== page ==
When Humacyte announced last month that it had raised $150 million, it marked the Research Triangle Park-based company as one of the most promising biotechnology startups in the U.S.
It also put the 11-year-old company on the path to potentially getting its technology approved by regulators in the U.S. and Europe.
The money will enable Humacyte to complete Phase 3 clinical trials for HumaGraft, its promising treatment for dialysis patients, said Laura Niklason, Humacyte’s founder. The company hopes to seek approval from the Food and Drug Administration in 2018.
The trials will compare patient outcomes for those using Humacyte’s technology with those undergoing standard dialysis treatment using plastic grafts. Humacyte’s technology involves implanting engineered blood vessels in the arms of dialysis patients, an approach that the company believes has several advantages.
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“In the long run we hope we’ll lower patient care costs and maybe even improve life spans – certainly quality of life for these folks,” Niklason said.
Humacyte hopes to begin enrolling patients at 30 clinical trial sites in the U.S., Europe and Israel early next year. About 350 patients are expected to participate. Up until now, Humacyte’s engineered blood vessels have been implanted in about 60 dialysis patients.
“We’ve already seen hints from our early clinical trials that these grafts seem to work better than plastic grafts,” Niklason said. “They seem to last longer and suffer fewer complications, like infections.”
The failure rates for plastic grafts are high, she said, with roughly 40 out of 100 needing to be replaced within a year. The devices fail for a number of reasons – infection, clotting, scarring and other complications that result from patients having blood drawn three times a week.
The potential market for HumaGraft is large, and getting bigger.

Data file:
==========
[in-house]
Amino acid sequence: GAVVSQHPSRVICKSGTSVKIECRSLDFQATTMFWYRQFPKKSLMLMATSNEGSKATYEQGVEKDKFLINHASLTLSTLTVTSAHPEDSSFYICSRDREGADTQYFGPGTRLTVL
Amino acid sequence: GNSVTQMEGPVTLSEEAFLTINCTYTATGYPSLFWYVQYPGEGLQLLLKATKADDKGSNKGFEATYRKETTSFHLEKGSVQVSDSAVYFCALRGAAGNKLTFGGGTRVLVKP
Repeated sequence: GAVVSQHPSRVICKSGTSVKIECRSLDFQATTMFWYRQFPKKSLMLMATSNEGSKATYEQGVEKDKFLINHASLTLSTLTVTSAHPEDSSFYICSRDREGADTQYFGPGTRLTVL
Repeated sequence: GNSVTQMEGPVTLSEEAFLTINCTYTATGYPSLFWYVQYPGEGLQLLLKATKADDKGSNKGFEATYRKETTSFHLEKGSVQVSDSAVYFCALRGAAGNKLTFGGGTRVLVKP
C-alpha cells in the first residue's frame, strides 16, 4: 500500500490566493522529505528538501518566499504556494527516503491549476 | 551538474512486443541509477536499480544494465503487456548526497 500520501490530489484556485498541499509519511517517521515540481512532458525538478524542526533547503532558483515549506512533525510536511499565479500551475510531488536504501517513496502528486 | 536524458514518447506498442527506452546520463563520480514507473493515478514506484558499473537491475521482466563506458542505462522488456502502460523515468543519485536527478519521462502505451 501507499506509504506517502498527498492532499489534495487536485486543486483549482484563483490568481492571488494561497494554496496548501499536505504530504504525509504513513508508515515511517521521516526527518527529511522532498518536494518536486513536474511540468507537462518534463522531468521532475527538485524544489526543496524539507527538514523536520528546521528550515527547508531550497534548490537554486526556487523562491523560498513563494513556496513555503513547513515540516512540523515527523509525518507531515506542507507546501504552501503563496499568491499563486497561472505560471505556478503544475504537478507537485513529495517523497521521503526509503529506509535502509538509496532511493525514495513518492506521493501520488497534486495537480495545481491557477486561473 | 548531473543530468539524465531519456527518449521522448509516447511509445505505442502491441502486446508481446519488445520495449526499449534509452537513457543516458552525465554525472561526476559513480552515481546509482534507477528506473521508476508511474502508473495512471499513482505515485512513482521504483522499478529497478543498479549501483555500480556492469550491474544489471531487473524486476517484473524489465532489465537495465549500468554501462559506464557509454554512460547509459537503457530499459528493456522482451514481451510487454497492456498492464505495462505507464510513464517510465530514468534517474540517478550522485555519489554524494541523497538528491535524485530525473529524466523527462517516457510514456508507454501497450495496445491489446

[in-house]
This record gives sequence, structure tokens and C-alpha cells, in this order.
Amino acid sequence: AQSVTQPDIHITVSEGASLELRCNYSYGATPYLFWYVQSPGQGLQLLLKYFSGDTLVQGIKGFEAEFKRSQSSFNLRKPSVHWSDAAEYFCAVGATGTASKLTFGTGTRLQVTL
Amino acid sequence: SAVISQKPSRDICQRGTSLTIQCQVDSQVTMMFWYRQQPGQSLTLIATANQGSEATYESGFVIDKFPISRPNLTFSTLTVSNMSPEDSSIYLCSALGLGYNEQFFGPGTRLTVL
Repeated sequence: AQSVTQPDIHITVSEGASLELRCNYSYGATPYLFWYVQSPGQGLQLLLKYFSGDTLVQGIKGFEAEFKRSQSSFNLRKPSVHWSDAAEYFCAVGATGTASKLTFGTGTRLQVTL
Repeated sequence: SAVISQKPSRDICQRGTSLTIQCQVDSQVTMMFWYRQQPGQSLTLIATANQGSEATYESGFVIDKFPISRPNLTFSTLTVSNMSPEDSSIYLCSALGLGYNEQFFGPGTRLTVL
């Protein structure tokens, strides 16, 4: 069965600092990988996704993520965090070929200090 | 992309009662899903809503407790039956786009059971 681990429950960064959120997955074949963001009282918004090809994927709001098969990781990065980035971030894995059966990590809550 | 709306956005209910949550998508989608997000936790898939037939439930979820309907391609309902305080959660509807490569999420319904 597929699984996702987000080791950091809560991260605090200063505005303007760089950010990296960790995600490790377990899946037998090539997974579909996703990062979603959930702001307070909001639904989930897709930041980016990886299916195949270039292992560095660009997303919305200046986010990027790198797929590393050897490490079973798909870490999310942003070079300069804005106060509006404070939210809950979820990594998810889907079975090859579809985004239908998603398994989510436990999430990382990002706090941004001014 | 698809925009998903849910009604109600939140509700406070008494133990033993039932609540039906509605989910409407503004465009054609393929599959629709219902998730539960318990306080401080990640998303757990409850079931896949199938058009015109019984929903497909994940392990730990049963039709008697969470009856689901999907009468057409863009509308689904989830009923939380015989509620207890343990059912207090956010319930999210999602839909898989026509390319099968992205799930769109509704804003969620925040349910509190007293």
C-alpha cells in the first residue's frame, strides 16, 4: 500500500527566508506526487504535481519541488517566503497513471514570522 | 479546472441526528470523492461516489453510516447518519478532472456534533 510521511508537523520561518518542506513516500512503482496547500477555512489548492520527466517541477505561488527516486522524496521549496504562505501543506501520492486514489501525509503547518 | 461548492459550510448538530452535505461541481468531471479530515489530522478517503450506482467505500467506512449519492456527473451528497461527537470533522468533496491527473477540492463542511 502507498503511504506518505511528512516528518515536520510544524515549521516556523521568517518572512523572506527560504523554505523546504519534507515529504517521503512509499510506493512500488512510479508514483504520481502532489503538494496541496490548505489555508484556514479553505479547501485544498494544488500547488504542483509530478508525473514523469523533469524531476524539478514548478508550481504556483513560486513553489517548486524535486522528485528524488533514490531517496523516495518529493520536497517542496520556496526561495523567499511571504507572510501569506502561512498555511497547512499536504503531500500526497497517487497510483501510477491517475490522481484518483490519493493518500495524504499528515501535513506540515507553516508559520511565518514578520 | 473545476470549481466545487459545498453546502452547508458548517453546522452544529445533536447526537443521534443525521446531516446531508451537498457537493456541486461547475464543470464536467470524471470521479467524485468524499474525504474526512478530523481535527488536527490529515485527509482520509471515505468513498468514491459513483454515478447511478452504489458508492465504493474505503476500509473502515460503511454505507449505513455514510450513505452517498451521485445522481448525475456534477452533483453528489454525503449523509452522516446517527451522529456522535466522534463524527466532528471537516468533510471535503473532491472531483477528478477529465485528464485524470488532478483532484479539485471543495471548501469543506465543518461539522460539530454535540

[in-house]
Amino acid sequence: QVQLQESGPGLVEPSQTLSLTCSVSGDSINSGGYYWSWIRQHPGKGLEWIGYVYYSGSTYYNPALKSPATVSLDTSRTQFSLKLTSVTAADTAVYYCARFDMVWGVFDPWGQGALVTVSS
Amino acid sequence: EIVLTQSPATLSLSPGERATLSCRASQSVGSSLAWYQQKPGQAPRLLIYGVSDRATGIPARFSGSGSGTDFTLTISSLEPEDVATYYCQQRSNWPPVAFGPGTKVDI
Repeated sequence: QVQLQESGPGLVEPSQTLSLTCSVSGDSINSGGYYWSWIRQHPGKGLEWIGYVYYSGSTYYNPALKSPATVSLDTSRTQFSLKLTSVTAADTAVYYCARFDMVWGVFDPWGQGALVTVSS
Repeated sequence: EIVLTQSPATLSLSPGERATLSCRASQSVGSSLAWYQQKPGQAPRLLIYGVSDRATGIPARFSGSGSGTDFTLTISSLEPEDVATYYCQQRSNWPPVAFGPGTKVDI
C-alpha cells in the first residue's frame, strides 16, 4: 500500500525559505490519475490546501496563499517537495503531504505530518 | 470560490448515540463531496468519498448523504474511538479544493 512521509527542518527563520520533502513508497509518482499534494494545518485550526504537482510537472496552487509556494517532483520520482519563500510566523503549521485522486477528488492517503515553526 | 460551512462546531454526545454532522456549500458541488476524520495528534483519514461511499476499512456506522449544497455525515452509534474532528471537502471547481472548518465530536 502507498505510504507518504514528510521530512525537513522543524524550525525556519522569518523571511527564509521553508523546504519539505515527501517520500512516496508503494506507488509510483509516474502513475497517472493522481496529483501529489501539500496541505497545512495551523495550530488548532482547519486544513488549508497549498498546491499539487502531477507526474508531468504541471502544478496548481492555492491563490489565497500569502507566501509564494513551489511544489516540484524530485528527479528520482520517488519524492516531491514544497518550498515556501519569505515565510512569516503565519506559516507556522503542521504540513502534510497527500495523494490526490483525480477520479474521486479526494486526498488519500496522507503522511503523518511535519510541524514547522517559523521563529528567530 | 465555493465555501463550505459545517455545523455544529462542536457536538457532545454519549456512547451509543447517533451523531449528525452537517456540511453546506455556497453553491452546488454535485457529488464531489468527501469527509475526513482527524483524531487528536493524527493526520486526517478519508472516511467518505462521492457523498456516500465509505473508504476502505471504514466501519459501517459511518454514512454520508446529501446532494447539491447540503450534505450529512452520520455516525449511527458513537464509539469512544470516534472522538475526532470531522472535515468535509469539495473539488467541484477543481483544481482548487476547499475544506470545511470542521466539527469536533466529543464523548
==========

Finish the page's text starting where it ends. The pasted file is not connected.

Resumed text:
In the U.S., there are now about 380,000 dialysis patients, Niklason said. That figure is growing by about 3 percent annually as the population ages and rising levels of obesity and diabetes cause more people to suffer kidney failure.
“These markets are enormous, in dialysis alone there’s about 80,000 to 100,000 grafts we could place in the United States,” Niklason said. “The numbers could become very big very fast.”
Niklason started Humacyte along with two of her former Duke University students, Juliana Blum and Shannon Dahl. The company named veteran pharmaceutical executive Carrie Cox as CEO in 2010 but Niklason, who is now a professor of biomedical engineering and anesthesia at Yale University, remains on Humacyte’s board of directors and is closely involved in the technical aspects of the business.
The company, which has 51 employees, plans to expand its manufacturing capabilities in the coming months as it prepares to commercialize the technology. It now partners with a Denver-based company to manufacture the blood vessels, but expects to expand its own capabilities in the future.
Humacyte’s appeal to investors goes beyond just tapping the dialysis market. The company’s technology could potentially be used to replace any blood vessel in the body.
Thus far the company has applied its approach to one other patient scenario – people suffering from atherosclerosis, a narrowing of the arteries in the legs. Humacyte’s blood vessels were used to bypass the leg arteries in such patients. The company has completed a small clinical trial involving 20 such patients in Europe, but the results have not yet been reported.
Humacyte raised its Series B funding from a group of global investors that includes Access Industries, Bangkok Bank Public Company, Pacific Eagle Asset Management, Reignwood Group and two individuals, Brady Dougan and Gavril Yushvaev.
Niklason said the company’s ability to raise such a large amount of money speaks to just how widely its technology could ultimately be applied.
“I think investors really saw how this could go in a lot of different directions, so we’re talking about multiple big markets here, something that’s really transformational,” she said.